Truck stop, taxes top debate issues

By Andy Sevilla

A previously proposed truck stop project, twice denied by the Kyle council, was rolled into the political pitches of two candidates fighting for the District 3 seat on the city’s legislative body.

Shane Arabie and Laurie Luttrell — the candidates battling it out — fielded questions at a candidate forum hosted by the Kyle Area Senior Zone (KASZ) Tuesday night at Historic City Hall. Hays County Pct. 2 Justice of the Peace Beth Smith moderated the event.

The truck stop was a top concern for the roughly 30 Kyle residents who attended. Arabie and Luttrel both unequivocally assured the audience they would not support a truck stop should it come before council a third time. 

“Do I want a truck stop?” Arabie said Tuesday night. “No, of course I don’t want a truck stop. But I do, I want to continue building the city, growing the city.”

Luttrell echoed Arabie in her opposition to the project near Yarrington Road that previously featured more than 200 big rig parking spaces. 

“I am definitely not for a truck stop in that area,” Luttrell said. “Development, sure.”

She said if the developer returns to council proposing a truck stop project a third time, and she is on the council, her vote will be no.

Luttrell poked Arabie on his Planning and Zoning voting record and highlighted that Arabie voted in favor of rezoning the tract of land where the truck stop was proposed to go.

Arabie was not a Planning and Zoning commissioner when the matter came before that board. In an October 2, 2013 council meeting, Arabie told council members the truck stop fits the city's comprehensive plan, and that it's a guideline and not set in stone. Arabie said in that October meeting that the property owner has a right to do as they please on their property, and that properties bring infrastructure to the area, according to the official city minutes.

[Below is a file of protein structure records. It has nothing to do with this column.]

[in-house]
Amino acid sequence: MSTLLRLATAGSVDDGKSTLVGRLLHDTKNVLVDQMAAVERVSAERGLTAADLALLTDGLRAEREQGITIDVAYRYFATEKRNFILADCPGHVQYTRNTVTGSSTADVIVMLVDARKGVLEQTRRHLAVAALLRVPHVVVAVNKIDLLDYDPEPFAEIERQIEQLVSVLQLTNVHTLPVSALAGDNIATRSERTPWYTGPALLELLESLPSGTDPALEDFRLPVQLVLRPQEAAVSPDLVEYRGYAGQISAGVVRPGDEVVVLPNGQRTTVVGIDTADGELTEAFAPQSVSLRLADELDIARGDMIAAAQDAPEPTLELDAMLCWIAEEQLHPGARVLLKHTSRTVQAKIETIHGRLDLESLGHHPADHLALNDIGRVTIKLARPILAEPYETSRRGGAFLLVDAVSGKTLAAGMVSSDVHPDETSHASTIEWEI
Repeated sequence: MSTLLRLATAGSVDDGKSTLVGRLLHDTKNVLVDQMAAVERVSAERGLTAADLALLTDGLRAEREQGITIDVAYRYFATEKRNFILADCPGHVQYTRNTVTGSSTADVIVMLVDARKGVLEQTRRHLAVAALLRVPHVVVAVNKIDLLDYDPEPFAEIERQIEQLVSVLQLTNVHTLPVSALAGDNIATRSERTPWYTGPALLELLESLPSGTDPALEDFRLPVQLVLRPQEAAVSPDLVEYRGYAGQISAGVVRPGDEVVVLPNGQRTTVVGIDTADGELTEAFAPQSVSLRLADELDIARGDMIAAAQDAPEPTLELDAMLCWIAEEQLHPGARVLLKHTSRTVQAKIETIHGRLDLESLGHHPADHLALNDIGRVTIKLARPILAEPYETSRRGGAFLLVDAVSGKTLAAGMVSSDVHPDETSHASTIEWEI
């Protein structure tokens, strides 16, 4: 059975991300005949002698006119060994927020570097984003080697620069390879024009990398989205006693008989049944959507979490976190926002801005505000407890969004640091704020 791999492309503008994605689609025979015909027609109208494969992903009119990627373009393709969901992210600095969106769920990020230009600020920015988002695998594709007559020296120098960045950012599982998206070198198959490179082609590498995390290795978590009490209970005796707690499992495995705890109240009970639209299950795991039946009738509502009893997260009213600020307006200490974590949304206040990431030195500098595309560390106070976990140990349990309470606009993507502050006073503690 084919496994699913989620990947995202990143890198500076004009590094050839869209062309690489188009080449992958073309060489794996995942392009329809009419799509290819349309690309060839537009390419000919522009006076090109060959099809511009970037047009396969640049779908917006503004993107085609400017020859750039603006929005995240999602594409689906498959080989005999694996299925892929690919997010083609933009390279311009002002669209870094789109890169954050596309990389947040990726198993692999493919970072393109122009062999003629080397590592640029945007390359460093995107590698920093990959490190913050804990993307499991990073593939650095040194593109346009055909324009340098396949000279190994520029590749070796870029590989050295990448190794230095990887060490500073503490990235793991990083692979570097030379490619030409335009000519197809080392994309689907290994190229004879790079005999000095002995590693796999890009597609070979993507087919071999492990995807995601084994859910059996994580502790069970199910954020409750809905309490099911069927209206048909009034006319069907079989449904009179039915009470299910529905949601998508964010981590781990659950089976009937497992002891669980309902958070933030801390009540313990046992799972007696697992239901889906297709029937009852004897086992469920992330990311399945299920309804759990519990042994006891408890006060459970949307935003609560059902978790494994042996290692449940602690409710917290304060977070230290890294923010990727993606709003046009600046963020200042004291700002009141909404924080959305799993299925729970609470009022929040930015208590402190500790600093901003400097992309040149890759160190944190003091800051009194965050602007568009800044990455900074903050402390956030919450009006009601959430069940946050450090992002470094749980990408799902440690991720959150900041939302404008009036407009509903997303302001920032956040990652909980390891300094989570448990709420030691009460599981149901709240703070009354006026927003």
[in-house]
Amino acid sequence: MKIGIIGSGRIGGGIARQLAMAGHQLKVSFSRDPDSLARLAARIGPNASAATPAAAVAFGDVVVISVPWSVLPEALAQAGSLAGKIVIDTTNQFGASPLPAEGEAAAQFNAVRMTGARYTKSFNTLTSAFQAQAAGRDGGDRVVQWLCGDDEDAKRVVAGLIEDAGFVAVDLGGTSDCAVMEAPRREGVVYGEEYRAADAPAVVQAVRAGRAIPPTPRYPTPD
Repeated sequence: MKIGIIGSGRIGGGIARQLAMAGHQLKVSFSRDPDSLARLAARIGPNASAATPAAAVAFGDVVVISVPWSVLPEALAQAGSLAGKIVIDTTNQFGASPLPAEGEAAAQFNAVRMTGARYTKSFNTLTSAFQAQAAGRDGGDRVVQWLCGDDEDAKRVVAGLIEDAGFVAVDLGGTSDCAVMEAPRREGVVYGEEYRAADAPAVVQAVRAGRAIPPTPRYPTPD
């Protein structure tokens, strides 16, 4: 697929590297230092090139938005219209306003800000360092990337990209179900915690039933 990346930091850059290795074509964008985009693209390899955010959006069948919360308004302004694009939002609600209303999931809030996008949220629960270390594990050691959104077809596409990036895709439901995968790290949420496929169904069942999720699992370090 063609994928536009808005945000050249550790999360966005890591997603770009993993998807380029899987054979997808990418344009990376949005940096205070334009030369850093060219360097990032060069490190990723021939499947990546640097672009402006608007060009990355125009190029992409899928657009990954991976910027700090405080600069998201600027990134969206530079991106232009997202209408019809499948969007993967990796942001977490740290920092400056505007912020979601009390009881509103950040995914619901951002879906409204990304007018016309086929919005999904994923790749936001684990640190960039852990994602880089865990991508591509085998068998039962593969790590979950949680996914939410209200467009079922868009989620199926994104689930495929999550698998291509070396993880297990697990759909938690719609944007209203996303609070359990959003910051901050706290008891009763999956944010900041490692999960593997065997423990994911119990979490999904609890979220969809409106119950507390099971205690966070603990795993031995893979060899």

“Yes, a truck stop can be placed into that zoning category,” Arabie said. “Now, I also can’t stop a truck stop from coming.”

 He said as long as developers meet the criteria of a zoning category, they have the opportunity to build in that area.

“The problem is you can’t change a development,” he said. “Once it already fits our ordinances, it fits our ordinances. It needs to move forward.”

Arabie cautioned that council members would need to change the ordinances in place to better restrict unwanted developments. 

“Just making the call saying, ‘no, I don’t like that,’ I don’t think that’s appropriate,” he said, adding that many former mayors and council members fought hard to grow the city. He said while he does not support the truck stop, development must come to the area.

“I don’t think a truck stop needs to come, no matter how it was zoned and no matter what they come to present to the city council,” Luttrell countered Arabie. “It needs to be changed and that truck stop needs to be stopped from coming here.”

Another hot button issue surrounded Kyle’s property tax rate. The city presently has the highest tax rate – 54.83 cents per $100 valuation – of any other municipality in Hays County.

“For the amount of growth that we’ve seen in the past ten years, I think our tax rate is very representative of the adversity that the city has seen,” Arabie said, adding that in time “our tax rate will come down.”

Luttrell said that, realistically, city services are not in a position to be cut or curtailed and it would take going line by line in the budget to see where cuts could be made.

Both Luttrell and Arabie suggested looking into the city’s reserves, or “rainy day fund,” to look for potential tax relief. 

“Past councils have imparted that 25 percent of our budget needs to be set aside into this rainy day fund,” Arabie said. “Thus far, it’s putting us above 12 cents, I believe, over what our tax rate should be at this point.”

Early voting in the runoff election concluded Tuesday. Election Day is Aug. 30. 

 

Editor's note: We have corrected the story to clarify that Arabie was not on the Planning and Zoning commission when the proposed truck stop project came before the panel for rezoning. Arabie did speak in favor of the property owner's right to build the project at an October council meeting. 

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